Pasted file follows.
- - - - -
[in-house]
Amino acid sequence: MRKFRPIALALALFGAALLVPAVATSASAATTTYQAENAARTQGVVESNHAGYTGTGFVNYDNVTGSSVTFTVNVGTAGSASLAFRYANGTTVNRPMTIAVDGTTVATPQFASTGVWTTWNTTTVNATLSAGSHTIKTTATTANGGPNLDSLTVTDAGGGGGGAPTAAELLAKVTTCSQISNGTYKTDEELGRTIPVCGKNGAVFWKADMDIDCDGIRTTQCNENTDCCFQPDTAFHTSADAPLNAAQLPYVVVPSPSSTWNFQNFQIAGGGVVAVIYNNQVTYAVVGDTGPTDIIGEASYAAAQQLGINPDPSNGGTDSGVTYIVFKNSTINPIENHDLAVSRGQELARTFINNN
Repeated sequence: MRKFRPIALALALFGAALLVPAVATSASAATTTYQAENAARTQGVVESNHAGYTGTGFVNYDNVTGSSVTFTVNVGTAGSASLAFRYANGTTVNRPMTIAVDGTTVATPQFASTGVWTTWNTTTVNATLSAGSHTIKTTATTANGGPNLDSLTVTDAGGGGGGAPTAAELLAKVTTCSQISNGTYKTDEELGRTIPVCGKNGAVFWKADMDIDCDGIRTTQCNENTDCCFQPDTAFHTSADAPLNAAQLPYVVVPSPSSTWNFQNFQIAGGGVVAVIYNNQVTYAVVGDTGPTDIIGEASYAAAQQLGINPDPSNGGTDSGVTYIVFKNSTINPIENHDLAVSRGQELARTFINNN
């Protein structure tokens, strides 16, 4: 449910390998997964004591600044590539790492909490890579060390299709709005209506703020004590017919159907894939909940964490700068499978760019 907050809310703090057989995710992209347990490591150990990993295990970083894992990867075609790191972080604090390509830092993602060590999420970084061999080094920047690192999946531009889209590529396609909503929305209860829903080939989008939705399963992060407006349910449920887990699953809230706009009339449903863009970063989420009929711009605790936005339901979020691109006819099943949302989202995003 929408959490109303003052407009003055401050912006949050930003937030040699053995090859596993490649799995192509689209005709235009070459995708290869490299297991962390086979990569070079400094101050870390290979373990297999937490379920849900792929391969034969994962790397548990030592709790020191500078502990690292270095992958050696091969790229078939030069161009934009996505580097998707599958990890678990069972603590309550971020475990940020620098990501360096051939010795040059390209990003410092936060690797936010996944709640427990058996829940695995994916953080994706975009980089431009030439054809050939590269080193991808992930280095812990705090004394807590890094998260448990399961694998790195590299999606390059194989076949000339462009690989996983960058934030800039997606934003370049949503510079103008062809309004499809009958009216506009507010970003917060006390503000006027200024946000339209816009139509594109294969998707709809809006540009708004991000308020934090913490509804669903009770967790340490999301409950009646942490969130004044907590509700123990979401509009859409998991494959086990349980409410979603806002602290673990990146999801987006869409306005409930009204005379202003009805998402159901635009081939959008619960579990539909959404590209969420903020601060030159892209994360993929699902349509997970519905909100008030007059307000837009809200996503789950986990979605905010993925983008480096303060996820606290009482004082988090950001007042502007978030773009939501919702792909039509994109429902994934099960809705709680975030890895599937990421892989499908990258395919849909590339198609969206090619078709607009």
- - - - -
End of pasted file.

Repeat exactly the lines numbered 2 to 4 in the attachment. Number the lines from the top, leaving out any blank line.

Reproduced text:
Amino acid sequence: MRKFRPIALALALFGAALLVPAVATSASAATTTYQAENAARTQGVVESNHAGYTGTGFVNYDNVTGSSVTFTVNVGTAGSASLAFRYANGTTVNRPMTIAVDGTTVATPQFASTGVWTTWNTTTVNATLSAGSHTIKTTATTANGGPNLDSLTVTDAGGGGGGAPTAAELLAKVTTCSQISNGTYKTDEELGRTIPVCGKNGAVFWKADMDIDCDGIRTTQCNENTDCCFQPDTAFHTSADAPLNAAQLPYVVVPSPSSTWNFQNFQIAGGGVVAVIYNNQVTYAVVGDTGPTDIIGEASYAAAQQLGINPDPSNGGTDSGVTYIVFKNSTINPIENHDLAVSRGQELARTFINNN
Repeated sequence: MRKFRPIALALALFGAALLVPAVATSASAATTTYQAENAARTQGVVESNHAGYTGTGFVNYDNVTGSSVTFTVNVGTAGSASLAFRYANGTTVNRPMTIAVDGTTVATPQFASTGVWTTWNTTTVNATLSAGSHTIKTTATTANGGPNLDSLTVTDAGGGGGGAPTAAELLAKVTTCSQISNGTYKTDEELGRTIPVCGKNGAVFWKADMDIDCDGIRTTQCNENTDCCFQPDTAFHTSADAPLNAAQLPYVVVPSPSSTWNFQNFQIAGGGVVAVIYNNQVTYAVVGDTGPTDIIGEASYAAAQQLGINPDPSNGGTDSGVTYIVFKNSTINPIENHDLAVSRGQELARTFINNN
């Protein structure tokens, strides 16, 4: 449910390998997964004591600044590539790492909490890579060390299709709005209506703020004590017919159907894939909940964490700068499978760019 907050809310703090057989995710992209347990490591150990990993295990970083894992990867075609790191972080604090390509830092993602060590999420970084061999080094920047690192999946531009889209590529396609909503929305209860829903080939989008939705399963992060407006349910449920887990699953809230706009009339449903863009970063989420009929711009605790936005339901979020691109006819099943949302989202995003 929408959490109303003052407009003055401050912006949050930003937030040699053995090859596993490649799995192509689209005709235009070459995708290869490299297991962390086979990569070079400094101050870390290979373990297999937490379920849900792929391969034969994962790397548990030592709790020191500078502990690292270095992958050696091969790229078939030069161009934009996505580097998707599958990890678990069972603590309550971020475990940020620098990501360096051939010795040059390209990003410092936060690797936010996944709640427990058996829940695995994916953080994706975009980089431009030439054809050939590269080193991808992930280095812990705090004394807590890094998260448990399961694998790195590299999606390059194989076949000339462009690989996983960058934030800039997606934003370049949503510079103008062809309004499809009958009216506009507010970003917060006390503000006027200024946000339209816009139509594109294969998707709809809006540009708004991000308020934090913490509804669903009770967790340490999301409950009646942490969130004044907590509700123990979401509009859409998991494959086990349980409410979603806002602290673990990146999801987006869409306005409930009204005379202003009805998402159901635009081939959008619960579990539909959404590209969420903020601060030159892209994360993929699902349509997970519905909100008030007059307000837009809200996503789950986990979605905010993925983008480096303060996820606290009482004082988090950001007042502007978030773009939501919702792909039509994109429902994934099960809705709680975030890895599937990421892989499908990258395919849909590339198609969206090619078709607009």